As of April 6, continuing the policy adopted during the January-February Omicron wave, Alberto Fernandez’s Peronist government in Argentina removed the mandatory wearing of masks in schools and workplaces in Buenos Aires province, where more than a third of the country’s population lives. The end of mandatory use was implemented a few days after the nationwide suspension of the obligation to report positive self-tests to the government and mandatory two-meter social distancing.

In response to the rapid increase in new cases in recent weeks, Argentine Health Minister Carla Vizzotti signaled over the weekend that the new outbreaks will not be met with any public health measures, which are already almost exclusively limited to vaccination. Vizzotti stated, “We begin today in Argentina the fourth wave of COVID-19, in a totally different situation,” adding that the increase in cases has not had a corresponding strain on the Argentine health system because of vaccines.

In late March, Vizzotti declared that “we are in the transition from pandemic to endemic,” almost at the same time as the Bolsonaro government declared the end of the health emergency in response to COVID-19 in Brazil, called ESPIN. The end of ESPIN was announced in April by Brazilian Health Minister Marcelo Queiroga, in the face of criticism from several public health and health professional associations. The decision officially went into effect on Sunday, as the number of hospitalizations accelerates.

Although Queiroga points out that the emergency purchase of vaccines and medicines will continue, experts are warning that the end of the decree could mean an even deeper cut in pandemic testing and surveillance systems. Fiocruz Foundation epidemiologist Ethel Maciel pointed out that deadlines for contracting services and personnel are put in limbo with the end of ESPIN. Maciel said: “Services will be discontinued. Professionals who are hired via decree will have their contracts terminated and this will be quite detrimental to the population.”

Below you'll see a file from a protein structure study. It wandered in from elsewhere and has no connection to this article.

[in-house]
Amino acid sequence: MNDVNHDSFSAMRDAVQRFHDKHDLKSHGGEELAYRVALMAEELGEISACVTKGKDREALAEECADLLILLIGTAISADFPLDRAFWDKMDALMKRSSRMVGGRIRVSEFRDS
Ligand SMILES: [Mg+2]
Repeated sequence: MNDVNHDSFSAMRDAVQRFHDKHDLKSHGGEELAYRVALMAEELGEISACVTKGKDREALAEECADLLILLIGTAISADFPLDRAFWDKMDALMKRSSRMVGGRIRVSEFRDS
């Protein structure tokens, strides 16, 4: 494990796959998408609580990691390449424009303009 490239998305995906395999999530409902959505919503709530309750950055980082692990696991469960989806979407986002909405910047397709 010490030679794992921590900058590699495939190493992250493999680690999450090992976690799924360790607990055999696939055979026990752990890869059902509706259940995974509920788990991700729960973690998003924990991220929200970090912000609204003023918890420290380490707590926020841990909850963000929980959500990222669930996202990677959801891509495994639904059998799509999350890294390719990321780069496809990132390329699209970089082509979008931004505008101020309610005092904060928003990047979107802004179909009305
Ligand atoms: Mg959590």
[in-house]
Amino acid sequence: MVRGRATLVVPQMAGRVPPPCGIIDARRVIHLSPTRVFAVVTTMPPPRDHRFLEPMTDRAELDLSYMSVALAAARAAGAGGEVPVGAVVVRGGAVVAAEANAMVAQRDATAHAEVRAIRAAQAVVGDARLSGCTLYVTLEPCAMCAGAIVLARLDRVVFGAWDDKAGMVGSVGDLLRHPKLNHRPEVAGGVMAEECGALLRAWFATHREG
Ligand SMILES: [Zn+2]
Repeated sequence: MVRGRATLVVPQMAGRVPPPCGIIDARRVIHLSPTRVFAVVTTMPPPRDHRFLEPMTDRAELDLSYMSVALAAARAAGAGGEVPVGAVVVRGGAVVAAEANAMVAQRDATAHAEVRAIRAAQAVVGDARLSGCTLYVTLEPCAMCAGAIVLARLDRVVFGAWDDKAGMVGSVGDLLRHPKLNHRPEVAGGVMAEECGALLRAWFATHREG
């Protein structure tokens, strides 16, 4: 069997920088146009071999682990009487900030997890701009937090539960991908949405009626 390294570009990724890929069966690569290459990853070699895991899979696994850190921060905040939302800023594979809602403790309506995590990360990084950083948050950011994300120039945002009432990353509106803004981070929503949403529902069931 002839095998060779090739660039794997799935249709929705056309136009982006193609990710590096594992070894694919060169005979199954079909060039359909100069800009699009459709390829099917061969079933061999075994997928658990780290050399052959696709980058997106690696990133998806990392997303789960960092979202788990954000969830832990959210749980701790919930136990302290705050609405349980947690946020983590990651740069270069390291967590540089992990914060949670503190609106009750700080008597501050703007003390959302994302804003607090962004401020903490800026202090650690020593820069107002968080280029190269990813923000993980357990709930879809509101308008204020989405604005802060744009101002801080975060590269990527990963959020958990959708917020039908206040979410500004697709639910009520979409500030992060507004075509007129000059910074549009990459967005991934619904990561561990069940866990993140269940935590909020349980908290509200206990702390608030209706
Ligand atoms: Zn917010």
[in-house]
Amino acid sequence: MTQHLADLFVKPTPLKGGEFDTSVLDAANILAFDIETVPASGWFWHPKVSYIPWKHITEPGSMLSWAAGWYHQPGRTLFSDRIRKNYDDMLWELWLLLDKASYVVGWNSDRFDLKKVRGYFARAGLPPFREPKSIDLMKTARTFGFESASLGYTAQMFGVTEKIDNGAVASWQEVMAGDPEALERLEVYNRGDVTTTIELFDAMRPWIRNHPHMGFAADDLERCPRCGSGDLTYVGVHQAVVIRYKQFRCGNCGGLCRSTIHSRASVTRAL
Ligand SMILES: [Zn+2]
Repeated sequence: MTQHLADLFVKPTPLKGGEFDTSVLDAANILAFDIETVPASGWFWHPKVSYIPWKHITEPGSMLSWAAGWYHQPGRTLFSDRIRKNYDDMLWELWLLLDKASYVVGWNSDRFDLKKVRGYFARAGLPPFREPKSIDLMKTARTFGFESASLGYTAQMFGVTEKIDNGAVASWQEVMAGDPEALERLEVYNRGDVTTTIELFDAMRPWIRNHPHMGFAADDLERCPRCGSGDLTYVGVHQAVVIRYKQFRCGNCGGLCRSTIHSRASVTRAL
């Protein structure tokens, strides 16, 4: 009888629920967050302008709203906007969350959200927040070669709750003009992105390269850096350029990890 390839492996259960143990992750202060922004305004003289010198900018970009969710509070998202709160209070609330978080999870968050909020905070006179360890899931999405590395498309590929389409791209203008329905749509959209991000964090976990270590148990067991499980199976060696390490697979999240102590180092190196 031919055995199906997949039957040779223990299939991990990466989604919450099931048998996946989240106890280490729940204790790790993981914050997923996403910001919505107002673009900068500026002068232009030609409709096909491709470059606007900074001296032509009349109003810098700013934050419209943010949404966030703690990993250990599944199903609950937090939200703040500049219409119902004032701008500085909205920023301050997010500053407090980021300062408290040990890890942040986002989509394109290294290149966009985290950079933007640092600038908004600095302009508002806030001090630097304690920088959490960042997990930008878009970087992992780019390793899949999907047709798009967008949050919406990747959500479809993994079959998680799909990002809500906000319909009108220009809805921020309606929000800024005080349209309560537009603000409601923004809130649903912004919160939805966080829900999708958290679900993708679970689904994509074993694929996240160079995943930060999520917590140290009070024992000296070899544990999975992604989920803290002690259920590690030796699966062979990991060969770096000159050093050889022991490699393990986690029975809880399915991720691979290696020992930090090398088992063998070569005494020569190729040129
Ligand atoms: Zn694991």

The policy of letting the virus spread through the population in the most populous countries in the region threatens to cause a new devastating wave of cases throughout Latin America and creates the conditions for a new collapse of its health care systems, as during previous waves.

In Colombia, which has not yet registered an increase in new cases, Health Minister Fernando Ruíz pointed on May 14 to the “clear probability of negative and highly contagious events in the coming days” and made reference to the serious increase in infections in the US. However, following the line of all governments in the region, Ruíz ruled out any response to the threat of new waves, saying that a “slight increase in [the] positivity [rate] is not worrisome.”

In Bolivia, the health minister of Luis Arce’s pseudo-left government stated, “In the last epidemiological surveillance report we detected the BA.2 variant of Omicron in the country.” The health ministry stated that an increase in cases had been recorded and that the population should prepare for a new wave. Last week, 718 new cases were reported, more than double the previous week with 331 cases.

In addition, the vaccination-only strategy adopted by governments in the region allows the virus to continue spreading and developing new, potentially more transmissible, and virulent variants.

Earlier this month, the first cases of the XQ subvariant of COVID-19 were confirmed, a combination of the BA.1.1 and BA.2. In March, cases emerged of the so-called “Deltacron,” a recombinant version of the Delta and Omicron variants. The emergence of new, more transmissible and aggressive variants points to the risk of versions with greater vaccine escape, transmissibility, and virulence than previous versions. A study by American experts and researchers published this month showed that the Omicron variant was as aggressive as previous strains. The work exposes the false narrative that was propagated in the corporate media and by governments over months that Omicron was “mild.”

At the same time, the indifferent and criminal response of governments to public health issues is being exposed by their attitude toward monkeypox cases on several continents. The WHO has held emergency meetings in response to the disease, which has possibly been spreading for some time without being detected. On May 22, the first case of monkeypox was reported in Buenos Aires.

A global response to the new outbreaks of COVID-19 is needed, using all necessary public health measures, including distribution of high-quality masks, universal vaccination, travel control, temporary lockdowns, testing, and contact tracing, which will eliminate the virus in increasingly large regions of the world.

Organizing and implementing these measures can only be done by the international working class, with the assistance of public health experts and researchers. Rank-and-file committees in every workplace must be organized by workers in Chile, Argentina, Brazil and all of Latin America to fight for an end to the pandemic.